After college, Courtney Allen of Newburgh fell into a career as a caseworker, a field that comes with an abundance of conflict and catastrophes. But it was a different kind of drama that she was craving.
She'd majored in media and communications in college, and had set her sights on a career in television. "I loved my clients that I had as a caseworker, and I think I was really good at it," she says. "But the whole time I kept asking myself 'Why am I doing this? I want to be doing TV.' I suddenly realized that what I was doing would actually be great on television."
Since the sensitive nature of casework meant that a reality show was out of the question, Allen started working on a dramatized version of her experiences. Seven years later, the first season of her "At Risk" series can now be seen online via atriskseries.com.
Consisting of 10 short episodes, "At Risk" follows five caseworkers as they go about their jobs and examines how their professional lives and their personal lives intersect. "You get to see the drama behind it all and see that caseworkers aren't perfect," she says. "Their lives can be just as screwed up as their clients'. I always tell people that the series is kind of a mix between 'Law & Order: SVU' and 'House' - only for child welfare services."
Not counting the actors, Allen had a crew of only about a half-dozen people to help her create the show, but one of those crew members was there from the very beginning: Her daughter Skye, now 11. When Allen was first writing the series, she'd drag Skye with her to the Newburgh Free Library every other week to meet with Allen's co-writer, Jessica Columbo.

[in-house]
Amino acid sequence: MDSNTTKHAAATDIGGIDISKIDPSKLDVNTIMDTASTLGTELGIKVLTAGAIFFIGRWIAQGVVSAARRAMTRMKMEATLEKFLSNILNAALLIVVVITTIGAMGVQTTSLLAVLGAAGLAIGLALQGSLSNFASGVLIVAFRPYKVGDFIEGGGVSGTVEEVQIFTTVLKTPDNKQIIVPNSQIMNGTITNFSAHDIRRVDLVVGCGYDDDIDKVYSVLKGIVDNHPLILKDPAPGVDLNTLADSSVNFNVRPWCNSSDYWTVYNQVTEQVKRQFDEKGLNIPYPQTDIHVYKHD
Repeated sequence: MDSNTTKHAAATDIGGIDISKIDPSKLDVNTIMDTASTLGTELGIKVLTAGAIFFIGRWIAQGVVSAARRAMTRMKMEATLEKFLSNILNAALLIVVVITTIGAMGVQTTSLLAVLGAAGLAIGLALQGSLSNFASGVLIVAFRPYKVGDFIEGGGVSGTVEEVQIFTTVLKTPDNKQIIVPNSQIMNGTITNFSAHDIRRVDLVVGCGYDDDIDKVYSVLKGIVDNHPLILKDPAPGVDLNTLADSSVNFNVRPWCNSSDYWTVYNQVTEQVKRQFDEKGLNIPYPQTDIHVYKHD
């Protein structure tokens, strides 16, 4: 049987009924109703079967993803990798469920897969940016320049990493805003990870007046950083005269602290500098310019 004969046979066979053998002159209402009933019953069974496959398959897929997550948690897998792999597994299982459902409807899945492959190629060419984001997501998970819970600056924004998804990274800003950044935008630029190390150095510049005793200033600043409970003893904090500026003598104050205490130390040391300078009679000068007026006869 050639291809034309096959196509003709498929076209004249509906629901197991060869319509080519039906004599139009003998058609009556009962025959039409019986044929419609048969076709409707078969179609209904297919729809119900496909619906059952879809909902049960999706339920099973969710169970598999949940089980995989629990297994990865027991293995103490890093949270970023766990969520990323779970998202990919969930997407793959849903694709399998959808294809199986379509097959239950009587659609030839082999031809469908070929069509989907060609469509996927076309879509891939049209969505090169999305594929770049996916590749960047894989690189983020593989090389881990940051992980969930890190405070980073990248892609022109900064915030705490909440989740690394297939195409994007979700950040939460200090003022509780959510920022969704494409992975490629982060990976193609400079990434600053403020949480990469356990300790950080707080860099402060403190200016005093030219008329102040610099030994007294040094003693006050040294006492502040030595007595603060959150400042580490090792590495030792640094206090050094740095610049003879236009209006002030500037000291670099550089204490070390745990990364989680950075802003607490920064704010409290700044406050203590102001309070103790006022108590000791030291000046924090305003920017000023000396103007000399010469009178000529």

Skye went along with her mom to scout locations, actor auditions, and to errand runs during filming. "I wanted to show her that once you start something, you finish it," Allen says. "And one of my biggest pushes was for her to see me at the beginning, so when she saw the end product, she would know that her mom never gave up."
Despite seeing first-hand how much work went into creating the series, Skye says that she'd be interested in working on a show of her own someday. "Besides, I knew from the beginning it was going to be a lot of work," she says.
Art imitates life
Both her casework and her efforts to present a fictionalized version of casework led Allen to the realization that there's no perfect way to parent. "A lot of my work as a caseworker was about analyzing other people's parenting skills, focusing on the good skills versus the bad skills, and seeing what I could do to fix the bad skills," she says. "But there's no handbook for parenting. Sometimes I'd look at the way other people were parenting and ask myself, 'Would I do that?'"
Allen says she has parenting challenges of her own as Skye moves into the 'tween years - including finding the right balance between giving her daughter enough freedom to grow while maintaining rules and regulations. "Are my rules strong enough?" Allen says. "I don't want to be yelling at her all the time, because if I yell at her in the morning then maybe she'll have a bad day because of it. I don't want to be her friend just yet. Later on in life we'll be friends. Right now I just want to make sure we understand each other and for her to feel like she can talk to me."
Now that "At Risk" has been released, Allen is hoping for enough positive response to warrant her working on a second season. "I have some ideas of where I want it to go," she says. "The season finale is actually a kind of cliffhanger." At this, Skye shoots her a look. "What? Did I just give too much away?" Allen asks her daughter. "No, but I want to know what happens next!" Skye replies. "I don't know what happens next!" says Allen with a laugh. "It hasn't come out of my mind yet."
Brian PJ Cronin is a freelance writer whose work appears throughout the Hudson Valley.